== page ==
It goes without saying that pregnancy is a time of major change in a woman’s body. The female body is a wonder in that it can make enough space to create a brand-new human while still allowing a woman to go about her daily routine. However, pregnancy requires a deeper level of self-care. Depending on how far along a woman is in her pregnancy and what her exercise routine looked like before motherhood, there are plenty of exercises that are considered safe and beneficial to both mom and baby.
According to the American College of Obstetricians and Gynecologists, appropriate exercise during pregnancy is a great way to lower a soon-to-be-mom’s chances of preterm birth, cesarean delivery, excessive weight gain, gestational diabetes, pre-eclampsia, and a low–birth weight baby. Exercising can also help moms-to-be manage stress, reduce possible anxiety and depression, and help to ease pregnancy’s physical symptoms. But before we continue, we want to say that it’s best to get a doctor’s OK before beginning any new exercise program— especially if you’re pregnant.
In the first trimester, fatigue and nausea may make exercise difficult, but any movement helps. For those who feel queasy, gentle prenatal yoga sessions can relax and strengthen you. Walking, swimming, and other gentle cardio activities combat fatigue. If you’re looking to add movement into your daily home routine, try squats, pliés (while holding onto a chair for balance), and other leg-strengthening exercises. Bicep curls and planks can help keep arms and shoulders in tone. And getting down onto all fours and alternating raising a leg and opposing arm can help you to maintain strength in your back and core.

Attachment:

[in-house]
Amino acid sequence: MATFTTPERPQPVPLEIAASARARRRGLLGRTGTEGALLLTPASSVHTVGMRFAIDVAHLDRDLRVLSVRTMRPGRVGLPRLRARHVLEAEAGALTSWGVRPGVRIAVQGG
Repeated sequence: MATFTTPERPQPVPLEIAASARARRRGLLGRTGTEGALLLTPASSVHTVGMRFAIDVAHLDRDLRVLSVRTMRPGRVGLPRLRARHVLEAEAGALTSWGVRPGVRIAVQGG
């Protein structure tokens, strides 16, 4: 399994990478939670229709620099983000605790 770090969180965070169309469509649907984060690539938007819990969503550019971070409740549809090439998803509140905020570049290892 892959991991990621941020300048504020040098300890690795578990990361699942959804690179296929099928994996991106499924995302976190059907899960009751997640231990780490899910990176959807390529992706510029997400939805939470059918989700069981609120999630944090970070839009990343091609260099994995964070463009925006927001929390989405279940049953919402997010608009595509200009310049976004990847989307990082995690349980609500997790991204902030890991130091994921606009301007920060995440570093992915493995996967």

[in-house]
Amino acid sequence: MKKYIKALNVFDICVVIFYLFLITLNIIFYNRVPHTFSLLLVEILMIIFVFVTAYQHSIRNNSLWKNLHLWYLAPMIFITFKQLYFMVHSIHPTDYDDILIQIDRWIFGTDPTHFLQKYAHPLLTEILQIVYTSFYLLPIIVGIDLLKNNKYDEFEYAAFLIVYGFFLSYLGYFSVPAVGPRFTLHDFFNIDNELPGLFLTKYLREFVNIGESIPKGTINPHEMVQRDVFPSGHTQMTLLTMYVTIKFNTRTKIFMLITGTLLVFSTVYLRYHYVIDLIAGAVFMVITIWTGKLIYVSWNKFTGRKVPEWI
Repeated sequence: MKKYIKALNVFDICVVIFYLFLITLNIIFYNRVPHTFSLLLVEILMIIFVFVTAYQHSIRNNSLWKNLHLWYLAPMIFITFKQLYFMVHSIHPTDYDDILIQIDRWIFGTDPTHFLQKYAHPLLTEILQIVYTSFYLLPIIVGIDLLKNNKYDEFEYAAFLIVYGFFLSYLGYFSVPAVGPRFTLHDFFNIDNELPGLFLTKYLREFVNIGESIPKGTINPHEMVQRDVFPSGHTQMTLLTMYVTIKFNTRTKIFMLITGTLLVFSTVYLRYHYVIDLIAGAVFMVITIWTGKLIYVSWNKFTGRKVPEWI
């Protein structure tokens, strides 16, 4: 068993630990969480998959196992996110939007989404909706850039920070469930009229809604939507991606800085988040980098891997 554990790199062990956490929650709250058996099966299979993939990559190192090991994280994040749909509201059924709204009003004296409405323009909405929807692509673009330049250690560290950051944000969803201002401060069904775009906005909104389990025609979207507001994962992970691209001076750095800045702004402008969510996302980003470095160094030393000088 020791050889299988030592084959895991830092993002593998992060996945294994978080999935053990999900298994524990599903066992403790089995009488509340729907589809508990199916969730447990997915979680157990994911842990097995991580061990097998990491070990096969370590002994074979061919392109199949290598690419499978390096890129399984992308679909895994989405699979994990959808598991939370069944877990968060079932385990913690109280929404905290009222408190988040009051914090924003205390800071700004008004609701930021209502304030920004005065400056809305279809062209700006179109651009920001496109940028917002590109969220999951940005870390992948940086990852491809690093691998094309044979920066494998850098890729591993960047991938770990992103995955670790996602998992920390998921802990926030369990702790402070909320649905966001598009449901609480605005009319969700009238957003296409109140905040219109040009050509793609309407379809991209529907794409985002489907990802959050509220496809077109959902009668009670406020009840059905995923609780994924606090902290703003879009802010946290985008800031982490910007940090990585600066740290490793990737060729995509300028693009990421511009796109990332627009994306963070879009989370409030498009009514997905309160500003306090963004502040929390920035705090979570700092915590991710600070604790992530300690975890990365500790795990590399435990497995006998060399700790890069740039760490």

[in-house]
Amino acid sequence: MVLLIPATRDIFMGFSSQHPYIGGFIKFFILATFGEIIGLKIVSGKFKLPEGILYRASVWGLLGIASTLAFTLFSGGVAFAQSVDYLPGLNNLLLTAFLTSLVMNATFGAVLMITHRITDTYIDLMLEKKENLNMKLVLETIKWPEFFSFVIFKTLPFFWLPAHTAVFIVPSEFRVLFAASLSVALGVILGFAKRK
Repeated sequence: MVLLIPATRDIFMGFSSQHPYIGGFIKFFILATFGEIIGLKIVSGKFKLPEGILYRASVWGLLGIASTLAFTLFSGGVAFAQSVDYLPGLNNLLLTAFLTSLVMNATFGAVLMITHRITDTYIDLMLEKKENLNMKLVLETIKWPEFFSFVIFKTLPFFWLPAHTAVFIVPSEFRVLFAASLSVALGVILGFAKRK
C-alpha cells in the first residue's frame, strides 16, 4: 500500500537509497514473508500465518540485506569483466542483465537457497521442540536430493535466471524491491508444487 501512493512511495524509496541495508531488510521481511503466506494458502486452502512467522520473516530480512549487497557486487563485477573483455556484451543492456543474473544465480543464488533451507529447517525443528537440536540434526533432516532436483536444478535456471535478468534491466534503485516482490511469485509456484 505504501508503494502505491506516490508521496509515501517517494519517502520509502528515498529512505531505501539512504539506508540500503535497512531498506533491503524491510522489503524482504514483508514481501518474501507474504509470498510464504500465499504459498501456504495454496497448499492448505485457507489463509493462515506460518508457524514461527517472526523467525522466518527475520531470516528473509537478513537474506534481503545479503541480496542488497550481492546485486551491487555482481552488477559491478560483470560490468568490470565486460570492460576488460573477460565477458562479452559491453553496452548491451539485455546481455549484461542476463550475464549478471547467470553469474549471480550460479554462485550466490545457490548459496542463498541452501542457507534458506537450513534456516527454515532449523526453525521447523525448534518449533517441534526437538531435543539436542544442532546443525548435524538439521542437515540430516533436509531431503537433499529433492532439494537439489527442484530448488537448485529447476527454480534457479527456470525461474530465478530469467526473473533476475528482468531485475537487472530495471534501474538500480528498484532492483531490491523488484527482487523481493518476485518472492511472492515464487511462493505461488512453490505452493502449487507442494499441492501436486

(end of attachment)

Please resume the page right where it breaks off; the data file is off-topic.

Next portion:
The second trimester is generally a time of smooth sailing for many women, especially if you felt tired and cranky during the first three months. Most women have more energy during this time in a pregnancy, so continue with all of the exercises mentioned above. If you love stretching or yoga, though, be cautious with your joints and ligaments, as these can easily be injured during pregnancy due to the presence of the hormone relaxin. (Yes, that’s a real thing.) Cardio can continue but slow down or stop if something doesn’t feel right. A lot of women say water aerobics feel great, especially near the end of the second trimester.
The last three months is the home stretch of pregnancy. Fatigue will most likely return, followed by aches and pains as your belly continues to expand. Although movement and exercise are still safe, it’s imperative to balance workouts with rest. Trust your instincts. If something feels like it’s too much, stop. Some helpful exercises that can aid the body in getting ready for labor include prenatal yoga, tai chi, water aerobics, squats (and other leg strengtheners), and walking. Movement that has little impact on joints and helps maintain strength and flexibility is key.
The “fourth trimester,” or postpartum, is a very important time for physical recovery. Often, this part of pregnancy becomes glossed over because mothers are busy trying to cope with parenting. However, if you can manage some gentle and targeted movements, you can go a long way in reducing any long-term physical effects of pregnancy, labor, and birth.
Postnatal yoga is becoming more popular in studios across the country. With movements dedicated to healing the postpartum body, this tool can be helpful in gaining back core strength and overall stamina as well as helping with insomnia, anxiety, or depression. Walking is another great form of safe exercise shortly after giving birth. Kegels, the conscious tightening and relaxing of the pelvic floor muscles, are another necessary ingredient in postnatal recovery. As in pregnancy, make sure to listen to your body and get plenty of rest when you can!
Pregnancy and birth are miracles, yes, but they are also marathons. At Hancock Regional Hospital’s Andis Maternity Ward, we offer various resources for pregnancy, including a Maternity Care Coordinator (link to blog) and wellness education. It’s our passion to make sure that women feel physically and emotionally empowered and informed during their pregnancies and beyond.